For the function z2 + c, almost all the points lie outside the Julia set (the latter is of measure zero). This means that almost every part of the picture eventually gets dull when you zoom on it. To get interesting patterns everywhere, in other words an algorithmic world according to the definition above, we would need the Julia set to be dense in the plane, i.e. that most or all the points of the plane actually lie in the Julia set. It turns out that this is possible with a very simple modification of the function defining the Julia set, and this is where we will see the sphere enter the scene.

A typical Julia set

A typical Julia set. The points belonging to the Julia set are very scarce, they are essentially the centers of the spirals. If you pick a random point, it will not belong to the Julia set and after zooming far enough you will end up with a smooth, uniform and boring picture.



A typical Julia set

A dense Julia set (see below for how to draw them). All the points in the plane belong to the Julia set. No matter where you zoom, interesting details will appear.

Recall that the complex plane can be turned into a sphere by adding a "point at infinity". The equivalence of the plane plus a point at infinity to a sphere can be picture very concretely by means of the the stereographic projection. The operation of adding c in the Julia set formula z2 + c is a bijective map from the complex plane to itself, but by means of the stereographic projection, it can also be seen as a map of the sphere to itself. This map has the special property of being conformal, i.e. it preserves the angles on the sphere. On the plane, all the conformal bijective maps are either translation, dilatations or rotations, and none of the Julia sets obtained by combining the square operation with these transformations are dense. However, once we add a point at infinity and turn the plane into a sphere, there are more conformal bijective maps: they consist of all the Moebius transformations. A typical Moebius transformation turns z into (az+b)/(cz+d) with a, b, c and d arbitrary complex numbers. (One way to see that these transformations are really maps of the sphere is to note that they are ill-defined at the point -c/d, where they give formally an infinite result. To cure this problem, we can define their value at this point to be equal to the "point at infinity" and obtain a well-defined map of the sphere to itself.)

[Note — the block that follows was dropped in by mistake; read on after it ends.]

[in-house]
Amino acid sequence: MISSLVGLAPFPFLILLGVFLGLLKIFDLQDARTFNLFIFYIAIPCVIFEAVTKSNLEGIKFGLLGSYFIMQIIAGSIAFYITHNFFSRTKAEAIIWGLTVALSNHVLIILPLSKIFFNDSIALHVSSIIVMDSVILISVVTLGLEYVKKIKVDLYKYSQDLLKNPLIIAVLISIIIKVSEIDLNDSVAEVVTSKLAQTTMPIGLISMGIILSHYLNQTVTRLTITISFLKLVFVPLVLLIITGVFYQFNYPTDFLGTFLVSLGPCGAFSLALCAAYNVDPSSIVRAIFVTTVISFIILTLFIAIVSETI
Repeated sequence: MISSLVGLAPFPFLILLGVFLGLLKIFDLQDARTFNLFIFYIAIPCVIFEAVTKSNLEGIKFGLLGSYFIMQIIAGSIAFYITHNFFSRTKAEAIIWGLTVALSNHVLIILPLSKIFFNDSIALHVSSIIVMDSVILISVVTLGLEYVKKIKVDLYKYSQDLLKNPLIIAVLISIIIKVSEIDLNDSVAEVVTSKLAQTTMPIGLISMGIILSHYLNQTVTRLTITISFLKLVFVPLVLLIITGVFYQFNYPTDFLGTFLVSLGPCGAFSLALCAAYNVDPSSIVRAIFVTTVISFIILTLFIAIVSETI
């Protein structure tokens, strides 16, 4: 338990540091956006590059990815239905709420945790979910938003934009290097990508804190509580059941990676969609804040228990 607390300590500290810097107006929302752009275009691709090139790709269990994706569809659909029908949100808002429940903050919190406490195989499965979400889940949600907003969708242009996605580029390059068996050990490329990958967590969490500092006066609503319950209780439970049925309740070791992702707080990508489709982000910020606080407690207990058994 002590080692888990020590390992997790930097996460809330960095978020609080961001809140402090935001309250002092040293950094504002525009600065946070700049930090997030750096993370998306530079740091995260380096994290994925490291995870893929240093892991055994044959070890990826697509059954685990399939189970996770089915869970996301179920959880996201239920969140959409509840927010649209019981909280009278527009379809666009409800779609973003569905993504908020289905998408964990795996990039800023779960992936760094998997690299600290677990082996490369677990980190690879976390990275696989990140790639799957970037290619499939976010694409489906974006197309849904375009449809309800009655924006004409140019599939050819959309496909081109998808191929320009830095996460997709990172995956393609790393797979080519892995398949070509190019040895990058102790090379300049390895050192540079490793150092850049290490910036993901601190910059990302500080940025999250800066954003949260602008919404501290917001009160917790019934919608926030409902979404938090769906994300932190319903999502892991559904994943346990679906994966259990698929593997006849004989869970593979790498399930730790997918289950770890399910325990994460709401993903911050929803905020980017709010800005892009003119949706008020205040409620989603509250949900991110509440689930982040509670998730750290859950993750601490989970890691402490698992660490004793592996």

So we have a natural generalization of the Julia set! Instead of just adding a constant, we can instead perform an arbitrary Moebius transformation. The resulting Julia sets are naturally pictured on the sphere, and it turns out that some of them are dense!! The spherical Julia set that you can see above with the Java applet is exactly of this type.

Of course, this is hardly hot news: mathematicians have been studying for a long time a further generalization of the notion of Julia set, obtained by iterating a function of the form p(z)/q(z), where p and q are arbitrary complex polynomials. All these Julia sets naturally live on the sphere, as well. Prof. Mary Rees even won a prestigious mathematical prize, essentially for proving that the "dense" Julia sets are quite common. (This is of course a very rough statement...) Readers with a math background can check this very nice review of the subject for more information. I have now been exploring and admiring these dense Julia sets for about a year and I am very happy to have found a link to some deep mathematics. Future blog posts will show how some rather non-trivial mathematical ideas can be used to get interesting visual results.